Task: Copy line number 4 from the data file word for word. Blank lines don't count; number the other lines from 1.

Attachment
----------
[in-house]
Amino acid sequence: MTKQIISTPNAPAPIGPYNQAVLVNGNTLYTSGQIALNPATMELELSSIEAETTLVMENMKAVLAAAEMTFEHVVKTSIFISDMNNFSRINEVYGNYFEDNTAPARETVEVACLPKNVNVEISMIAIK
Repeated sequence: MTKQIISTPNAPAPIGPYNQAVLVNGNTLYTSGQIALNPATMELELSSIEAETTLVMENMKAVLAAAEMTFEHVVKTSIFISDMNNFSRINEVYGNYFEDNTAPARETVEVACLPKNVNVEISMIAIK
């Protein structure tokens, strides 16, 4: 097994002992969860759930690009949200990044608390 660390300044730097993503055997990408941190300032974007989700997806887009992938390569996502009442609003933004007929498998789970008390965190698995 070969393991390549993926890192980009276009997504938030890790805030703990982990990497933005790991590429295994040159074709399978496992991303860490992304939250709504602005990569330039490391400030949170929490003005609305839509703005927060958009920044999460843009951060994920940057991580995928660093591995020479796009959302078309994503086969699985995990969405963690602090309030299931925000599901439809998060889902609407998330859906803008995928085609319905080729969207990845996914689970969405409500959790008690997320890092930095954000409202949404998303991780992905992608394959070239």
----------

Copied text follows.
């Protein structure tokens, strides 16, 4: 097994002992969860759930690009949200990044608390 660390300044730097993503055997990408941190300032974007989700997806887009992938390569996502009442609003933004007929498998789970008390965190698995 070969393991390549993926890192980009276009997504938030890790805030703990982990990497933005790991590429295994040159074709399978496992991303860490992304939250709504602005990569330039490391400030949170929490003005609305839509703005927060958009920044999460843009951060994920940057991580995928660093591995020479796009959302078309994503086969699985995990969405963690602090309030299931925000599901439809998060889902609407998330859906803008995928085609319905080729969207990845996914689970969405409500959790008690997320890092930095954000409202949404998303991780992905992608394959070239």